Some of you will have been following my misadventures in ice-cream making – and know that I have ended up with iced cream. Or creamy ice. Not good. The revelation came when sofabrother asked me if I have been making a custard – before I freeze my mix. Well I be damned – I have not. Nor did I know you had to. But, this turned out to be just the advice I needed. Because my next attempt came out gorgeous.
I backed up his tip by some research, wanting to be sure I had not missed out on any other frozen wisdom. And learned about the relationship freezing point and sugar, freezing point and alcohol, floating eggs and sugar content in sorbet … and more of the like. I also discovered the difference between the ice-cream and gelato (less fat in the Italian version). And, as the latter is my preferred icy treat – took Mario Batali‘s advice and used only whole milk. No heavy cream. “It coats the palate”, he said – and I hate that.
I also used the best ingredients I could find – 85% Lindt chocolate, a good cocoa and full cream milk (we have had some disasters in the past involving baking efforts and low fat). My eggs were large and free-range, and even my sugar (light brown) came from a freshly opened pack. I was taking no chances. (Though paradoxically – for sorbet making – slightly overripe fruit is the way to go.)
I adapted (get me!) my recipe from one by Ina Garten. Hers had a 70% chocolate, more cocoa and cream in it .. and alcohol. But I am not a fan of booze in my sweets or sweets in my booze. I would, however, serve a glass of Amaretto with this. I think they would play nicely together.
2 3/4 cups whole milk
3/4 cup sugar, divided
3/4 cup unsweetened cocoa powder (use a good one, you will thank yourself)
2 ounces bittersweet chocolate, finely chopped
4 extra-large egg yolks
2 teaspoons pure vanilla extract
large pinch good salt (kosher is great as it has no additives)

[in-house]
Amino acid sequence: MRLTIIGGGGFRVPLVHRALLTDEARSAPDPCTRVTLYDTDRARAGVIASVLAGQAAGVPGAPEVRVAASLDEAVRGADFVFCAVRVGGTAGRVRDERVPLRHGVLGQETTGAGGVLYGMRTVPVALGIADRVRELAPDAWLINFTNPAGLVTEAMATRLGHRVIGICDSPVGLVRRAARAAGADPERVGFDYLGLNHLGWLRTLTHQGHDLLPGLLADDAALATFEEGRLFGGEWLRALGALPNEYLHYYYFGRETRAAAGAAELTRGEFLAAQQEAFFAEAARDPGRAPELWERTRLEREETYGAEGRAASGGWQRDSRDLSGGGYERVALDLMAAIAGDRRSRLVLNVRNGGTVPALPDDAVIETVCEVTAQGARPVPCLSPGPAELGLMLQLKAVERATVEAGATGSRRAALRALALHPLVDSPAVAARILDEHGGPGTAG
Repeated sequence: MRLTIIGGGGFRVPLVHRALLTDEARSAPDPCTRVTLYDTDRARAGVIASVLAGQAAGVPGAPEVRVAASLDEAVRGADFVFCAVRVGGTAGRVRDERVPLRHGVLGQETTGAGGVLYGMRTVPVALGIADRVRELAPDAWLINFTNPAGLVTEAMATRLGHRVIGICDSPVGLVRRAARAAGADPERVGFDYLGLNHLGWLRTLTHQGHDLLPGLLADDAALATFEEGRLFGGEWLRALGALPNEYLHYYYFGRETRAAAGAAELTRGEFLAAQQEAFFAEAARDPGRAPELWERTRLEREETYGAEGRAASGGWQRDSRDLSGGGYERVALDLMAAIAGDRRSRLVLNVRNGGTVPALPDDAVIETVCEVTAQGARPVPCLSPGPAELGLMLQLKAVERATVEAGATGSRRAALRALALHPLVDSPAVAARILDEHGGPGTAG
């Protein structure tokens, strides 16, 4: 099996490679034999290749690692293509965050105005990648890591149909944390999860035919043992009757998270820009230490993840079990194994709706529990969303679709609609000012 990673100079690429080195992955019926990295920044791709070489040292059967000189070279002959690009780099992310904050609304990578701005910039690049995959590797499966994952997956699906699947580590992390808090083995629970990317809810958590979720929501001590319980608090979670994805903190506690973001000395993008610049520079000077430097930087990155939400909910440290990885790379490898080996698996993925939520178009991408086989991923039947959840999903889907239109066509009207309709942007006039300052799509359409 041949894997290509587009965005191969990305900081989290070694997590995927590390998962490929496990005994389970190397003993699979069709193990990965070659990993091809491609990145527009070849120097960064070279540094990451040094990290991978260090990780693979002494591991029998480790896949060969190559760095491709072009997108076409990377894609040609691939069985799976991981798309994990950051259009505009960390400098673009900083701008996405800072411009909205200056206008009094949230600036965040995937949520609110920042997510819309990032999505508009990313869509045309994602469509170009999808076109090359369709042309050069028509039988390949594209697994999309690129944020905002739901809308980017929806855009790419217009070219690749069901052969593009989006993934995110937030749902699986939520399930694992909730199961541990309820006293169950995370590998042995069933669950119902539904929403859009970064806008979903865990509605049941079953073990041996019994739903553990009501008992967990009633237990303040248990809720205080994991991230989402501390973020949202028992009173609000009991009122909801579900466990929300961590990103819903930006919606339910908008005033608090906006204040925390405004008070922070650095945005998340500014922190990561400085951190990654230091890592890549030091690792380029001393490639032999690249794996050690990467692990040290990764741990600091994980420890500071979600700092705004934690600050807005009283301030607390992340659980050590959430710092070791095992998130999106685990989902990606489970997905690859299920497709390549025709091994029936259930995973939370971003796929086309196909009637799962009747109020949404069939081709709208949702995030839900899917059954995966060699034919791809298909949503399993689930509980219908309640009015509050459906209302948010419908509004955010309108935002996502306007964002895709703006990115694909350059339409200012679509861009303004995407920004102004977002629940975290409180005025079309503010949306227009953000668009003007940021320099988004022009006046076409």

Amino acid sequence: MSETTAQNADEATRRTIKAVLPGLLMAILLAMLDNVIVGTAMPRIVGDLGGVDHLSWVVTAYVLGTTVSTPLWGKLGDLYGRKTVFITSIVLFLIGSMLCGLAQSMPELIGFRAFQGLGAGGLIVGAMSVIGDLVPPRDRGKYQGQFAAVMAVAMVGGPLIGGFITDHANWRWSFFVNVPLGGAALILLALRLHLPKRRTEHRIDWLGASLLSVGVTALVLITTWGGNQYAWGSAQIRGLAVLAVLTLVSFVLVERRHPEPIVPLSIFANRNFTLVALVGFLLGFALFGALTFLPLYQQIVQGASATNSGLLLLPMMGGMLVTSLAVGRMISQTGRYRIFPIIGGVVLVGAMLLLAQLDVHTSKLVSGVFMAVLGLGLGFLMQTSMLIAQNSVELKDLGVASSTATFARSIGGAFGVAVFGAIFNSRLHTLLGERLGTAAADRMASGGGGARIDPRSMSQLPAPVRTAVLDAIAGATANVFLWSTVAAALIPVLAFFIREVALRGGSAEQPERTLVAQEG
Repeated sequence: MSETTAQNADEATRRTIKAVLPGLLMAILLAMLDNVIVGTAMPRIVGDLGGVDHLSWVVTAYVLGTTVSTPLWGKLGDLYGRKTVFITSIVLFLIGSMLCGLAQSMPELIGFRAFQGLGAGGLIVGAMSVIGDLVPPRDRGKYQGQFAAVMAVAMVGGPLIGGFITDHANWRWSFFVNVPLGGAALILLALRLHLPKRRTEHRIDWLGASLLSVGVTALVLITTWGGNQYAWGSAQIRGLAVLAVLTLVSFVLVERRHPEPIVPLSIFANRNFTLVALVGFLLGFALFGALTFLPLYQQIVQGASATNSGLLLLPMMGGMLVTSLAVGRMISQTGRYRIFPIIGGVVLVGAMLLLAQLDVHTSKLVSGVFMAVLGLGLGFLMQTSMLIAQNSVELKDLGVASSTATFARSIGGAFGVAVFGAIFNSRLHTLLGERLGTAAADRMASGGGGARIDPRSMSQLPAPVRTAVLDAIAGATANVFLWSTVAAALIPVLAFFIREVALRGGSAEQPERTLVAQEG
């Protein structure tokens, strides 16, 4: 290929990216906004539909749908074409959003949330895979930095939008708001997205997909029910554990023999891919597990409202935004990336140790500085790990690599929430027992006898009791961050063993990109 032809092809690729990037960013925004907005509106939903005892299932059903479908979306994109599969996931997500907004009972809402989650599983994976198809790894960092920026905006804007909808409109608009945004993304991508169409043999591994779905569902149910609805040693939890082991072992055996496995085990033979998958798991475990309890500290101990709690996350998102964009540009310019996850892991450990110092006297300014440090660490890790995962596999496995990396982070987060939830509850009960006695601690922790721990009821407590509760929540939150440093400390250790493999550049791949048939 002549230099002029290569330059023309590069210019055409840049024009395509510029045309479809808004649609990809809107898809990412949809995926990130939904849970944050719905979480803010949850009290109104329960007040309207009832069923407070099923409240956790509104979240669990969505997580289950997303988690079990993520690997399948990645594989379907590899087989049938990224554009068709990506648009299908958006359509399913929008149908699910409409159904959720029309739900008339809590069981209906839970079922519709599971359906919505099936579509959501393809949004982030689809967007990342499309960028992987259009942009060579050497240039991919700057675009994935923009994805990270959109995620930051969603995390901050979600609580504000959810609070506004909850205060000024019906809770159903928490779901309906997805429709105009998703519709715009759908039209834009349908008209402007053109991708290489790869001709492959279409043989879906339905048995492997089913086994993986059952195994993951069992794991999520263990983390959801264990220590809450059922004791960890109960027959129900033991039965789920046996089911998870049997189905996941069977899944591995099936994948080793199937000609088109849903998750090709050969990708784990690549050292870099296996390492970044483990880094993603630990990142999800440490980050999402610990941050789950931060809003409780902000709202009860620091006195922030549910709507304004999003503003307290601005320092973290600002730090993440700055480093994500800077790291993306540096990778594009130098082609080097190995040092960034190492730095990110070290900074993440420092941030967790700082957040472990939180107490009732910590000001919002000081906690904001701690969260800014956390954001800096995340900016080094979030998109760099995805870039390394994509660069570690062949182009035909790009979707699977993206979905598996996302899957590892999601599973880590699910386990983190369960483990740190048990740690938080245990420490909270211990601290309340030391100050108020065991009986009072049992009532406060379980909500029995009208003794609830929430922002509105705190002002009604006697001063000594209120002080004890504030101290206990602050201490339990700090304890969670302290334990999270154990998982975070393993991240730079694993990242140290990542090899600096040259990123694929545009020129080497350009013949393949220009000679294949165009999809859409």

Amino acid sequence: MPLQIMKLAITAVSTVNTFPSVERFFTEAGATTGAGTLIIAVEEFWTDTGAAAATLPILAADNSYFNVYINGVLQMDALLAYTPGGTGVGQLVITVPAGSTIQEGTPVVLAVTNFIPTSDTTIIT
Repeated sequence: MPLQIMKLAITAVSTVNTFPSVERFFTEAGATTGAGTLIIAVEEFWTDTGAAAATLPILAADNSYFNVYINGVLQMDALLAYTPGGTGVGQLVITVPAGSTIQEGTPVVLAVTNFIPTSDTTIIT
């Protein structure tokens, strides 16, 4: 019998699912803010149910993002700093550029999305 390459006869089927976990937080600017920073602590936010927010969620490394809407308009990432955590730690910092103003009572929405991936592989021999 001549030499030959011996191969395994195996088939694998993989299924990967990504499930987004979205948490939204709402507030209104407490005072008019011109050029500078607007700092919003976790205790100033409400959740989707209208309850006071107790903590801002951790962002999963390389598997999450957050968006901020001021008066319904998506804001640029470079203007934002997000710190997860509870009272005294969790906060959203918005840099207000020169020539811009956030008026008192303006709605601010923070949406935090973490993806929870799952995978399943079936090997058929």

2 tablespoons Mexican coffee flavor liqueur (or something like Kahlua)
- Heat the milk and 1/2 cup sugar in a large saucepan, until the sugar dissolves and the milk starts to simmer. Add the cocoa powder and chocolate and whisk until smooth.
- Place the egg yolks and the remaining 1/4 cup sugar in the bowl of an electric mixer fitted with the paddle attachment or use a hand beater and beat on high speed for 3 to 5 minutes, until light yellow and very thick.
- Reduce the mixer speed to low and slowly pour the hot chocolate mixture into the egg mixture.
- Once combined – pour the egg/chocolate mixture back into the saucepan and cook over medium-low heat, stirring constantly, until thickened. Don’t allow the mixture to boil! And don’t cook it for two long – it will thicken to the consistency of a dense cheese sauce. I let mine catch at the bottom, but fortunately realised it and was able to pour the good stuff off the top. I ate the rest and it was delish – but I am glad it didn’t go into my mix.
- Pour the mixture through a sieve (a must do to sort out lumps) into a jug/bowl. Stir in the teaspoons of vanilla and pinch of salt (this is also where you would stir in 2 tablespoons of a coffee/nutty liqueur if using). Place a piece of plastic wrap directly on top of the custard and chill completely. I left mine in the fridge for 6 hours.
- Pour the custard into the bowl of an ice cream maker and churn until it is thick but not freezing to the sides.
- Decant into a clean container, cover and put into the freezer immediately.
To serve: Allow the gelato to thaw slightly before plating. I could have served my gelato straight from the ice-cream machine bowl when it finished churning – it was so perfect. And might pull this trick out at a dinner party trick down the line. But a couple hours in the fridge improved the texture even more. It is so rich you may want to offer guests some raspberries for a hit of tang. But I love it in spoonfuls from the container.
Note on the ice-cream maker. I have a small Krups one that cost me about $120. It is for home use only – and it very easy to use, store, clean etc. I keep the bowl in the freezer so it is icy when I need it. The trick is to dry the freezer bowl completely before you put it in to chill – or you get little ice particles that break off in your creme.
PS: I used the separated egg whites to make some simple meringues. Find that recipe here. They were chewy with a hint of treacle spiciness from the brown sugar. The nephew and nieces devoured them.
(Images of gelato and meringue x 2 copyright campariandsofa, image of the custard courtesy Home Cooking Network. It should be noted that taking photos of chocolate gelato is not easy … can look like something completely different.)